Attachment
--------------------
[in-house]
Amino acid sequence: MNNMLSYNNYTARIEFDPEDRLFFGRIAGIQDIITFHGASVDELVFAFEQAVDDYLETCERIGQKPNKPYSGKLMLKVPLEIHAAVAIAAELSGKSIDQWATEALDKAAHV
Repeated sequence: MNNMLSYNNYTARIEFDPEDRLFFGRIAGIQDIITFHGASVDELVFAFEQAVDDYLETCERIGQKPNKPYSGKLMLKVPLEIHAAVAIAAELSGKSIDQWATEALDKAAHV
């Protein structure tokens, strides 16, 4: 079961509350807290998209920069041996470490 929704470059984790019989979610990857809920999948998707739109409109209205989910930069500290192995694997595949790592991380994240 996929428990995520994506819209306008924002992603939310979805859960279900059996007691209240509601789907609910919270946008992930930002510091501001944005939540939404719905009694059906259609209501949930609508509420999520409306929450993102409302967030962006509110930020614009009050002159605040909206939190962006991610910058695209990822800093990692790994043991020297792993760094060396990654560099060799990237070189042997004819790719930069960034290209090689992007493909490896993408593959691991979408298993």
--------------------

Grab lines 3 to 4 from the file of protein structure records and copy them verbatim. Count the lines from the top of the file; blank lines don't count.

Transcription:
Repeated sequence: MNNMLSYNNYTARIEFDPEDRLFFGRIAGIQDIITFHGASVDELVFAFEQAVDDYLETCERIGQKPNKPYSGKLMLKVPLEIHAAVAIAAELSGKSIDQWATEALDKAAHV
């Protein structure tokens, strides 16, 4: 079961509350807290998209920069041996470490 929704470059984790019989979610990857809920999948998707739109409109209205989910930069500290192995694997595949790592991380994240 996929428990995520994506819209306008924002992603939310979805859960279900059996007691209240509601789907609910919270946008992930930002510091501001944005939540939404719905009694059906259609209501949930609508509420999520409306929450993102409302967030962006509110930020614009009050002159605040909206939190962006991610910058695209990822800093990692790994043991020297792993760094060396990654560099060799990237070189042997004819790719930069960034290209090689992007493909490896993408593959691991979408298993």